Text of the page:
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Study Finds Negative Media Political Coverage--Especially for Gore


Al Gore received decidedly more negative media coverage than George W. Bush did during the fall campaign period, according to a study released Tuesday.

The two presidential candidates received about the same amount of coverage, said the study from the Project for Excellence in Journalism. But about 24% of the stories about Bush were positive, compared to 13% for Gore. Among stories dealing equally with both candidates, 12% treated Gore negatively, while only 8% cast Bush in a negative light.

One way Gore suffered was by not performing up to press expectations during the presidential debates, the report found.

The study, which was conducted with Princeton Survey Research Associates, reviewed 1,149 stories from four newspapers (the New York Times, the Washington Post, the Portland Oregonian and the Orlando Sentinel), eight television news programs and five Web sites. It looked at coverage during September and October.

Overall, it found coverage of both candidates has been predominantly negative over the last month, with the majority of stories containing at least twice as many negative assertions as positive ones.

Tom Rosenstiel, director of the project and a former reporter for the Los Angeles Times, said the results suggest "the press may be somewhat cynical about the public. They think the public isn't really interested in ideas. No matter what they say, journalists sort of hesitate to write policy stories because they think no one will read them."

Rosenstiel said that when the coverage turns to the candidates, it winds up conveying a negative tone because Bush and Gore are "two somewhat flawed candidates."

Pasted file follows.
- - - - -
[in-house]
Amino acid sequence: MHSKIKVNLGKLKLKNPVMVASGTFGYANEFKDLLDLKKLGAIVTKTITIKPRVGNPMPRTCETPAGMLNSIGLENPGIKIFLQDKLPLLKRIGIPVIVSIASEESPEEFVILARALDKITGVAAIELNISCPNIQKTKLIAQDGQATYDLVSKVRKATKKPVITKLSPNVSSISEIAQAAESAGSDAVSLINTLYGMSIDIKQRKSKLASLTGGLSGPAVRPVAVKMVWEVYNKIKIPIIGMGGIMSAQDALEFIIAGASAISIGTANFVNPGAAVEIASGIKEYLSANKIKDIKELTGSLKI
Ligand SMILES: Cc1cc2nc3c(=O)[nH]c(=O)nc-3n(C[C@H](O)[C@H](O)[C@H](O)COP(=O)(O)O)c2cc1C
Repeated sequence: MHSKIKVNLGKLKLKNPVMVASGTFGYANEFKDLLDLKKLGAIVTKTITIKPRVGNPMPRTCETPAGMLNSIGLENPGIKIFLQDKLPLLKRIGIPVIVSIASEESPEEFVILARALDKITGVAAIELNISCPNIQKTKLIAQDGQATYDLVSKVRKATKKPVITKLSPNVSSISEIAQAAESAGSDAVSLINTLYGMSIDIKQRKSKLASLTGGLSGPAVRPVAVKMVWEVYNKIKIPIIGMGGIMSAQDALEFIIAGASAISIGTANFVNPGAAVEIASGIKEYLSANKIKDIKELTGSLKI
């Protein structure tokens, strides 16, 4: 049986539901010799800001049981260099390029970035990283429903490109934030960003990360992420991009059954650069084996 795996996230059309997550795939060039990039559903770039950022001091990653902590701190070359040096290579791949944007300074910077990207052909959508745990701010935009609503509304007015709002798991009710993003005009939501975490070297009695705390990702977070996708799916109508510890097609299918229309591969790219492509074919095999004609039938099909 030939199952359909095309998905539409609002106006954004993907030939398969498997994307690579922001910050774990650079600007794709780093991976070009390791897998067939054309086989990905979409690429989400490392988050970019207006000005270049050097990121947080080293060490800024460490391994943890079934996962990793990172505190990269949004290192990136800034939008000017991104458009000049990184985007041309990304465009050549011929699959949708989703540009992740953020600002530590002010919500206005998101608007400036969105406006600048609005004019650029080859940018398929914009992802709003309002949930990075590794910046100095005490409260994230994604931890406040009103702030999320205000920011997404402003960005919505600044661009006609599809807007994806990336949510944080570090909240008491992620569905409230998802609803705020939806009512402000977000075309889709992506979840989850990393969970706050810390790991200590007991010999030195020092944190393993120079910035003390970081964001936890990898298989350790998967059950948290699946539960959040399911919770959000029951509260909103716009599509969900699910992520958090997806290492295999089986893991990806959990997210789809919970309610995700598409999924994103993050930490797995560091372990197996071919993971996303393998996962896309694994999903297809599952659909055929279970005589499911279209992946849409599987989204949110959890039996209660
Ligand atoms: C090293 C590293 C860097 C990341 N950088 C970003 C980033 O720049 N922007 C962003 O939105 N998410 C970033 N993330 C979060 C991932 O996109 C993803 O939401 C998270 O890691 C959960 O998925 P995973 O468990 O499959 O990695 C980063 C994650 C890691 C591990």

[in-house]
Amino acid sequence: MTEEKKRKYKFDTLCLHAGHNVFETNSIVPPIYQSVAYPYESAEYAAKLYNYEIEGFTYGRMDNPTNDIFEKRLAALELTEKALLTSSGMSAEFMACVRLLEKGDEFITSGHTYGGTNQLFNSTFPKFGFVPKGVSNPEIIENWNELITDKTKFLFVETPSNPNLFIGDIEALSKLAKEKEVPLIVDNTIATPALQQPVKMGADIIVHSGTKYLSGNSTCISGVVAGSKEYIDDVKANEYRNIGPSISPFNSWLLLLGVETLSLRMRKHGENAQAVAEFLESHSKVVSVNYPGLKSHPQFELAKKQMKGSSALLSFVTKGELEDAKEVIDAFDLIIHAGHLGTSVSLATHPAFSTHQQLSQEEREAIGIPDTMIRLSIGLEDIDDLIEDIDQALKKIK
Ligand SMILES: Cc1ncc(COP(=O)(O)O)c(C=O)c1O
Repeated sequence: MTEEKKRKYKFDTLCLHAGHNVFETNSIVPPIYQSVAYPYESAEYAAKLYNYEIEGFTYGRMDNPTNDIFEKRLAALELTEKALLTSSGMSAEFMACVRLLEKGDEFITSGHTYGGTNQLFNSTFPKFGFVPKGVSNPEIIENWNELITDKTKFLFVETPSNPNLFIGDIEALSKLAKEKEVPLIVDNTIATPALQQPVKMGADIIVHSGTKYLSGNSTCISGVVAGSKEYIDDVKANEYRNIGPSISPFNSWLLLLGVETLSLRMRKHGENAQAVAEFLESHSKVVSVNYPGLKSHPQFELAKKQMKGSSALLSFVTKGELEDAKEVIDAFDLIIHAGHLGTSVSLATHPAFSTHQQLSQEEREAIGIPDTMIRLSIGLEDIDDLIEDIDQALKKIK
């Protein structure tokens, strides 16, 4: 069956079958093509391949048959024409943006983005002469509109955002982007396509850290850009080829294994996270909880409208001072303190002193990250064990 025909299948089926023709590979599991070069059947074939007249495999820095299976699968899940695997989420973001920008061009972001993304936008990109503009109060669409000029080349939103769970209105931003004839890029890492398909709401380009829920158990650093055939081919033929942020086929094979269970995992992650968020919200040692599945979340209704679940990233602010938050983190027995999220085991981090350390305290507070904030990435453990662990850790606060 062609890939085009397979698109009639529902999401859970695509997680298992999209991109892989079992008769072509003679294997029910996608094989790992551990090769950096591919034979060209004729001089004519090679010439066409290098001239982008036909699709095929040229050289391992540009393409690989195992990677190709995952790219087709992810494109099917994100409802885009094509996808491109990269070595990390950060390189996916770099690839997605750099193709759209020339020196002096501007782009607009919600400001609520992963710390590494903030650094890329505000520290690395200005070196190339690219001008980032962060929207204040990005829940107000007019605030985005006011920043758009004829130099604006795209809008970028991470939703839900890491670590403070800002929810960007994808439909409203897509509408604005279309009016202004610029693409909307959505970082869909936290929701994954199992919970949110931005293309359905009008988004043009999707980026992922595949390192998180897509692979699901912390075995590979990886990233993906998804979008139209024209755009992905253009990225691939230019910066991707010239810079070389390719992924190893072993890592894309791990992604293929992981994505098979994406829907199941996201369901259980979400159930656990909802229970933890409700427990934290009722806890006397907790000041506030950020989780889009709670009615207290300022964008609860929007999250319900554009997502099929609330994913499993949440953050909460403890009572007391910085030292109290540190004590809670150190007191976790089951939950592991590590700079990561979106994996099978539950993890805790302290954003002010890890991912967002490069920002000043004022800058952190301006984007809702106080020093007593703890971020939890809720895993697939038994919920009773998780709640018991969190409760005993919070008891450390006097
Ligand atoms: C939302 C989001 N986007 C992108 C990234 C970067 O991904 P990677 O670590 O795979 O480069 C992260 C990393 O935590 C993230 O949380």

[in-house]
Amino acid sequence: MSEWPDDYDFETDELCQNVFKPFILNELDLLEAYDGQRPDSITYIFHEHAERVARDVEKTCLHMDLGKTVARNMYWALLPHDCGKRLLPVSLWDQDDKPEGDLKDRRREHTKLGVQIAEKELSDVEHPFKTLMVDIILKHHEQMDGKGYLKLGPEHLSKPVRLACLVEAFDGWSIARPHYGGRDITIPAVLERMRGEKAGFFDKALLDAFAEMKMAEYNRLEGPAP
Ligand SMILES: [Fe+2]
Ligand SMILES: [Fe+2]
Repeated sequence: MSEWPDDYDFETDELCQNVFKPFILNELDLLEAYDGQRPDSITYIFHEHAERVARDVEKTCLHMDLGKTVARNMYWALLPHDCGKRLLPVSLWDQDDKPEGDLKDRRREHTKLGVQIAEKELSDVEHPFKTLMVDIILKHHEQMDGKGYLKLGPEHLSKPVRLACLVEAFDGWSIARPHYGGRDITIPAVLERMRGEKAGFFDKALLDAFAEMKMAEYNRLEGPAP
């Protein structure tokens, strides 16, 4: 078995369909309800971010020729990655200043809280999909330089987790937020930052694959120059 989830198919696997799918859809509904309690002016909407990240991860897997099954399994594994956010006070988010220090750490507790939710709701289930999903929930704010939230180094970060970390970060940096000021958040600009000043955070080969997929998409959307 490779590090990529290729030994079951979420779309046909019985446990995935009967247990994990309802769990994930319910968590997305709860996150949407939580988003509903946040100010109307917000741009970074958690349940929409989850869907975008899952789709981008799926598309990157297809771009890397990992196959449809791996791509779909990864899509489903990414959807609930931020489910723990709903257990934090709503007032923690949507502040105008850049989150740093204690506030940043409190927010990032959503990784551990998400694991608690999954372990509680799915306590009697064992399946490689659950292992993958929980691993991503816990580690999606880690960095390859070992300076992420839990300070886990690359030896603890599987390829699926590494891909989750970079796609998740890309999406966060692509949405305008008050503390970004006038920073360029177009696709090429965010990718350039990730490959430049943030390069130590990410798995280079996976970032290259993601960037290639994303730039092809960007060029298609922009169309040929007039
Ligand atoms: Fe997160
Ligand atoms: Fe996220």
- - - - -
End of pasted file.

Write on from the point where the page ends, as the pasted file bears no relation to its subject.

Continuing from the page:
Rosenstiel cited Bush's relative lack of experience in public office and Gore's own admission that he isn't an exciting candidate.

Another reason the coverage seems so negative, he said, is that the study, unlike some in the past, includes stories posted on such Web sites as Salon, Slate and National Review Online. At least 60% of the stories on those sites carried a negative tone, the study found, compared to 53% of newspaper articles and 41% of TV news stories.

But the two major candidates--who are relying most heavily on media coverage to communicate with voters at this stage of the race--had no complaints.

Ray Sullivan, a Bush spokesman, said, "Overall, I know Gov. Bush is pleased with his interaction with the media and with the general coverage of the campaign."

Douglas Hattaway, a Gore spokesman, said, "We don't complain about our coverage."

Of all the stories, about 57% focused on the internal dynamics of campaigning. About 29% dealt with issues and 13% focused on the candidates' character or record.

"Politicians view their relationship with the press as a sort of battle for message," Rosenstiel said. "At the very least, Gore has had a harder time getting his message out."

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